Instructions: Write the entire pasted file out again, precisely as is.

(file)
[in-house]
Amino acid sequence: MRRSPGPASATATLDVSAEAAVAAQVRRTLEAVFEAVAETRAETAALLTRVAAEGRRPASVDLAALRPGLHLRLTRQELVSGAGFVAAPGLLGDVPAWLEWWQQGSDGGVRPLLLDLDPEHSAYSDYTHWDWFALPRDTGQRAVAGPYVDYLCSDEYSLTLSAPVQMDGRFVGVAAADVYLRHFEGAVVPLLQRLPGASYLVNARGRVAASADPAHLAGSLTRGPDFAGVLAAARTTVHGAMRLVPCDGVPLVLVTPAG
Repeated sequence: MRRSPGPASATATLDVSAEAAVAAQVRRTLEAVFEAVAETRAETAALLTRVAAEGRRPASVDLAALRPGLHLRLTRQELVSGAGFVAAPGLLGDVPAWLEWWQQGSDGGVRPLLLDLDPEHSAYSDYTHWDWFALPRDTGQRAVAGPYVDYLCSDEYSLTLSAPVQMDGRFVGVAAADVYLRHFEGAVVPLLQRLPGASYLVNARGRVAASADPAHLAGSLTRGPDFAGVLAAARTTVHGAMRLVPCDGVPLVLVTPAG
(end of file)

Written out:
[in-house]
Amino acid sequence: MRRSPGPASATATLDVSAEAAVAAQVRRTLEAVFEAVAETRAETAALLTRVAAEGRRPASVDLAALRPGLHLRLTRQELVSGAGFVAAPGLLGDVPAWLEWWQQGSDGGVRPLLLDLDPEHSAYSDYTHWDWFALPRDTGQRAVAGPYVDYLCSDEYSLTLSAPVQMDGRFVGVAAADVYLRHFEGAVVPLLQRLPGASYLVNARGRVAASADPAHLAGSLTRGPDFAGVLAAARTTVHGAMRLVPCDGVPLVLVTPAG
Repeated sequence: MRRSPGPASATATLDVSAEAAVAAQVRRTLEAVFEAVAETRAETAALLTRVAAEGRRPASVDLAALRPGLHLRLTRQELVSGAGFVAAPGLLGDVPAWLEWWQQGSDGGVRPLLLDLDPEHSAYSDYTHWDWFALPRDTGQRAVAGPYVDYLCSDEYSLTLSAPVQMDGRFVGVAAADVYLRHFEGAVVPLLQRLPGASYLVNARGRVAASADPAHLAGSLTRGPDFAGVLAAARTTVHGAMRLVPCDGVPLVLVTPAG